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A Bill to Provide for the Proper Application of Money in the Pension Bureau of the Interior Department
March 1, 1888 - Referred to the House Calendar
and ordered to be printed.

SERIAL SET VOL. NO. 2600: H. Report 806. 1 Mar 1888.
Pages 4-5.



(Ruling No. 192.)

[In the matter of the payment of pension under certificate 25010, in the claim of Andrew Thompson,
late private, Company D, One hundred and forty-first New York Volunteers.]
DEPARTMENT OF THE INTERIOR, PENSION OFFICE,
Washington, D. C., June 9, 1886.

     It appears in this claim that Andrew Thompson was pensioned March 10, 1864, at the rate of $6, and thereafter, on March 7, 1867, increased to $15, to date from June 6, 1866, and thereafter at $18, to commence from June 4, 1872, and thereafter, under the act of March 3, 1883, was increased to $24.
     It further appears from a certified copy of an order made and entered in the Steuben County court of the State of New York, that on the 12th day of May, 1884, one John Van Etten, of the town of Corning, in the county of Steuben, in the State of New York, was appointed a committee of the person and estate of the said Andrew Thompson, the said Thompson having been adjudged an habitual drunkard under the laws and practice of the State of New York.
     The pension moneys since the date of the day of the entry of said order, to wit, May 12, 1884, have been paid to the said John Van Etten as committee of the person and estate of the said Andrew Thompson.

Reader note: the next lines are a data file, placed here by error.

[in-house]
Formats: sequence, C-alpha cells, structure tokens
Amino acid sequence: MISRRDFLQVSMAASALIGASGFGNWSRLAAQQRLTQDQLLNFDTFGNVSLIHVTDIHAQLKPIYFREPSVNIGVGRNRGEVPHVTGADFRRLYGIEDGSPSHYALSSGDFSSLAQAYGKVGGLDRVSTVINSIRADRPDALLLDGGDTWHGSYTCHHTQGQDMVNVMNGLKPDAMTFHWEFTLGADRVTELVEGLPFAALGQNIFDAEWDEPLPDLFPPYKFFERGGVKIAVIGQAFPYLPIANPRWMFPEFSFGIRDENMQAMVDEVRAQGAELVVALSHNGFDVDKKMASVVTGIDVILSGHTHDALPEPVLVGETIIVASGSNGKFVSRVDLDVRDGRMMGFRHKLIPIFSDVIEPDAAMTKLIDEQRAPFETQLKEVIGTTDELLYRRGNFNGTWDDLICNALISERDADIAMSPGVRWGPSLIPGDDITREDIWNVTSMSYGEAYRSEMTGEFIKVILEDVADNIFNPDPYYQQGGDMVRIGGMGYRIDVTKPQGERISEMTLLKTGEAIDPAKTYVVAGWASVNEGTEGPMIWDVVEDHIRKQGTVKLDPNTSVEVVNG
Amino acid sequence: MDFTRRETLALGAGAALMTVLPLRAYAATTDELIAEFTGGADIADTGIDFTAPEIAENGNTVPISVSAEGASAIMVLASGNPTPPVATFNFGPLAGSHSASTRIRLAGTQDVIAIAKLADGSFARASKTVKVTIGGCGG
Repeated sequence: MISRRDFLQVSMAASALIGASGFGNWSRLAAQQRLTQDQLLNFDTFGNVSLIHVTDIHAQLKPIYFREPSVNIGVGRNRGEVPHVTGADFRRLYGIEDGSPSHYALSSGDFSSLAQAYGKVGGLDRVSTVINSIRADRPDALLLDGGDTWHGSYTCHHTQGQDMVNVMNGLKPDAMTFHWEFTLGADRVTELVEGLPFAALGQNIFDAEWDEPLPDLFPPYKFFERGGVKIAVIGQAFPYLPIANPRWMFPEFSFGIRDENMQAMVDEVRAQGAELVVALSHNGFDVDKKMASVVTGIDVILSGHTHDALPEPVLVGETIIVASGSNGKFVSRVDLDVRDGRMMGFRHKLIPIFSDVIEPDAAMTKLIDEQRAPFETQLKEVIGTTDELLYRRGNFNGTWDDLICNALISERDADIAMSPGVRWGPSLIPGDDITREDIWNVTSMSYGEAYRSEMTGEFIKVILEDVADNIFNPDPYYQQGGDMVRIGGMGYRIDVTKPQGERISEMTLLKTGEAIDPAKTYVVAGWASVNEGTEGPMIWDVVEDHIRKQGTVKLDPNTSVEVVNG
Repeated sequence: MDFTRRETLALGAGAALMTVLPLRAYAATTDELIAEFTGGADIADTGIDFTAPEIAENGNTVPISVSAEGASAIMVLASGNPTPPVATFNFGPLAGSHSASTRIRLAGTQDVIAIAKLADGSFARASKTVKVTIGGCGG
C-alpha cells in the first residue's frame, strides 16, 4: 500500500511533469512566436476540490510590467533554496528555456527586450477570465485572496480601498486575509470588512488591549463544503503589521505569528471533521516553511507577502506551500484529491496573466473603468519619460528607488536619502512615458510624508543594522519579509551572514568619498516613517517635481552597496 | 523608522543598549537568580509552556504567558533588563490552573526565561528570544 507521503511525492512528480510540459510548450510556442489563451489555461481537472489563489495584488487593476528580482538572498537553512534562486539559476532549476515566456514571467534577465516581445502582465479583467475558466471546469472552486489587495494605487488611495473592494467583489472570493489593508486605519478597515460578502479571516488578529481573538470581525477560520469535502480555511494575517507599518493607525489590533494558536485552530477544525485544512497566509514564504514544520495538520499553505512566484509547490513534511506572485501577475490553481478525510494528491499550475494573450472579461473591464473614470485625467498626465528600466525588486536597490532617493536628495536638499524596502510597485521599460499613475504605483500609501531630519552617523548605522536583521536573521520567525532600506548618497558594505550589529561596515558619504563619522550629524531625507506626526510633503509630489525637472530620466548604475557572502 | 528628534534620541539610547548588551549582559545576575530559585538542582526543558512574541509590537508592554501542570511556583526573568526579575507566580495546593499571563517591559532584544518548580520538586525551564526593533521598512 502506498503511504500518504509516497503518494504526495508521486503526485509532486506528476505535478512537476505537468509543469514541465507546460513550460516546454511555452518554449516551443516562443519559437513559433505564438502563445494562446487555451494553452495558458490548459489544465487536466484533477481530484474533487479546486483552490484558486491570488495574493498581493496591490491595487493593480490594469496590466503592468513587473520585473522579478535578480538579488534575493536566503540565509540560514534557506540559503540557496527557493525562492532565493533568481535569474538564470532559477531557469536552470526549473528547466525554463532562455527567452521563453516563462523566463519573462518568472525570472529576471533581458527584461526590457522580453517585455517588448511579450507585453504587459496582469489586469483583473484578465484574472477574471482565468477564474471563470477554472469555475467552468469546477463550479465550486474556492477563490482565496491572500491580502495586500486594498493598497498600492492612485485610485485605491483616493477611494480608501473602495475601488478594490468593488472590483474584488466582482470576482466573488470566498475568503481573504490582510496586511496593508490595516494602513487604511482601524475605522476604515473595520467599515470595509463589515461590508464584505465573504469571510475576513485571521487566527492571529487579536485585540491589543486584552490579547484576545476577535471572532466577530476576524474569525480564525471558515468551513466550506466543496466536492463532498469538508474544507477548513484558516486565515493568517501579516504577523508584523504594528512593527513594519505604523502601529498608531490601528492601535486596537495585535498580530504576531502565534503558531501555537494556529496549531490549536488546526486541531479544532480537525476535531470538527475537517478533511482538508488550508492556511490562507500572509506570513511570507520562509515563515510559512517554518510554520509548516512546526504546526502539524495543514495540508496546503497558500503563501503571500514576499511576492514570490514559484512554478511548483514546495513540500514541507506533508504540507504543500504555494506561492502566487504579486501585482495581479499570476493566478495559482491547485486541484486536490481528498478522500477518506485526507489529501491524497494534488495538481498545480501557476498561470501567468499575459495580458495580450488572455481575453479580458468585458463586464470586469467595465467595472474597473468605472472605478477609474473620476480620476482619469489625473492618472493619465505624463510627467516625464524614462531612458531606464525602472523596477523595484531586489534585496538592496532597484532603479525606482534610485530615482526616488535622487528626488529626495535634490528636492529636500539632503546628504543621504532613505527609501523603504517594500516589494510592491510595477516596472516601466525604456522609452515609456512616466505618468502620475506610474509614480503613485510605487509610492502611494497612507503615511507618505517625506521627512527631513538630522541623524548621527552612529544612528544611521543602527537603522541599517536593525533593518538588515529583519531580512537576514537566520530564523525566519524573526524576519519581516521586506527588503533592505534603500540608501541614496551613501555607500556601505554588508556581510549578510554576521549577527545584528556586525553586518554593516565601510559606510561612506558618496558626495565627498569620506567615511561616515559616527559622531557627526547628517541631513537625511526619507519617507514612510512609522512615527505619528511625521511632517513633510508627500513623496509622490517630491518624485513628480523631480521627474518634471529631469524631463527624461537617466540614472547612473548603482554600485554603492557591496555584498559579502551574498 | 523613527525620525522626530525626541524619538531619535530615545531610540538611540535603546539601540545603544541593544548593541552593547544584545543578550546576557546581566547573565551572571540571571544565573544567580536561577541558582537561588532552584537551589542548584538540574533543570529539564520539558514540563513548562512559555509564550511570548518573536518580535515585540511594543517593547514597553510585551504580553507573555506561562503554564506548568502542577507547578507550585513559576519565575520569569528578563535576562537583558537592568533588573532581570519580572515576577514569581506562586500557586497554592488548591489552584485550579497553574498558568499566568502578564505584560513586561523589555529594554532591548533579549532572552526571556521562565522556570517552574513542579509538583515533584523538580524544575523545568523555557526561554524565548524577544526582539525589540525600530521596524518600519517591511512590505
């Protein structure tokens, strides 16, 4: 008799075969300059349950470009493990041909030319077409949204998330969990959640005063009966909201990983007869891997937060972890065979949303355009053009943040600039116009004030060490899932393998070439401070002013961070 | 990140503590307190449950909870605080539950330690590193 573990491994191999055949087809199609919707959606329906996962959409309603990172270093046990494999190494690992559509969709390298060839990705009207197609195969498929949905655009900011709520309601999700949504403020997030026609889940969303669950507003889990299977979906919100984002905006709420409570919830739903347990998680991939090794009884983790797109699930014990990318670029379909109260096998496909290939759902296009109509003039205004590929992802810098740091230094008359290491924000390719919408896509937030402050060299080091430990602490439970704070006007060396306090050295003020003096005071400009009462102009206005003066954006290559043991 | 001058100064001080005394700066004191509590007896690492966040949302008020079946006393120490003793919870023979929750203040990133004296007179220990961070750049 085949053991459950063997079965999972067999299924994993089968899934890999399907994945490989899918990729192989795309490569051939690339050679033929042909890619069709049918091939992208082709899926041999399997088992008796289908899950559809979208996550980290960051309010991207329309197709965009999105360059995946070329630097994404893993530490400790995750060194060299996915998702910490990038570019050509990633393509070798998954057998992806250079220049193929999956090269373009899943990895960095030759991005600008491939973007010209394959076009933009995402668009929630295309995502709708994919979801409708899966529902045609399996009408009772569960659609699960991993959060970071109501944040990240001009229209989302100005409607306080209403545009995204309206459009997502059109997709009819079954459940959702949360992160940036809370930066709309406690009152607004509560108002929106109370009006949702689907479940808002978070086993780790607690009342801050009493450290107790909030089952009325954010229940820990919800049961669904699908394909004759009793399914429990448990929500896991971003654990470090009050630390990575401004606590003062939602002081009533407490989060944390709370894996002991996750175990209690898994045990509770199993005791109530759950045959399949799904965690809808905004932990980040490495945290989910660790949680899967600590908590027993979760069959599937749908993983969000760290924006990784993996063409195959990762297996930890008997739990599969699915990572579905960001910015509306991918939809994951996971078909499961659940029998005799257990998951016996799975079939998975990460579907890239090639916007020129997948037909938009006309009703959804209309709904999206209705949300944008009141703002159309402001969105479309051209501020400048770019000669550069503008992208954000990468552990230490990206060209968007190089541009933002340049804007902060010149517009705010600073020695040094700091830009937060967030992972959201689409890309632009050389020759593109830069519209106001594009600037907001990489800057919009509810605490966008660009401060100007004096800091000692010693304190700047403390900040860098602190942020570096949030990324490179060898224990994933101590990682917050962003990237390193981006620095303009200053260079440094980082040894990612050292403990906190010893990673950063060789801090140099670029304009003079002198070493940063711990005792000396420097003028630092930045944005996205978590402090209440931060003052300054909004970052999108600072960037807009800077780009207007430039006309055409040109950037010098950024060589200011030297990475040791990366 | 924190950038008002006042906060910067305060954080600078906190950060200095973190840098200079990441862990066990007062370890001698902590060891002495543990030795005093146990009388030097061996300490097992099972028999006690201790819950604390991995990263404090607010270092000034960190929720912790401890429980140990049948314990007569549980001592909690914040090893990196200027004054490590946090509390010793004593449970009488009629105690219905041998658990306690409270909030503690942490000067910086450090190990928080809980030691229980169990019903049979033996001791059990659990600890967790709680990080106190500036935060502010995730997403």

The question presented for decision is whether a guardian appointed of the person and estate of a pensioner, upon the ground of said pensioner being an habitual drunkard, is such and appointment under the laws of the United States, affecting the payment of pensions to guardians, as authorizes the Commissioner of Pensions to continue the payment of pension to such guardian.
     Held:
     The Commissioner of Pensions is bound by the law.
     The provisions of the law authorizing the appointment of guardians and the payment of pension moneys to guardians contemplates only guardians appointed for the legal disqualifications of minority or insanity, or the payment of pensions to guardians, in the discretion of the Commissioner, pending the imprisonment of the pensioner for offenses against the law. (Act August 8, 1882.)
     There is no authority of law authorizing the payment of pension moneys to a guardian appointed under State process as a committee or guardian of the person and estate of an habitual drunkard.
     In this case all pensions due and to become due will be paid to the pensioner upon his individual voucher.

JOHN C. BLACK,
Commissioner.

(Recorded in Vol. 1, Commissioner's Rulings, page 184.)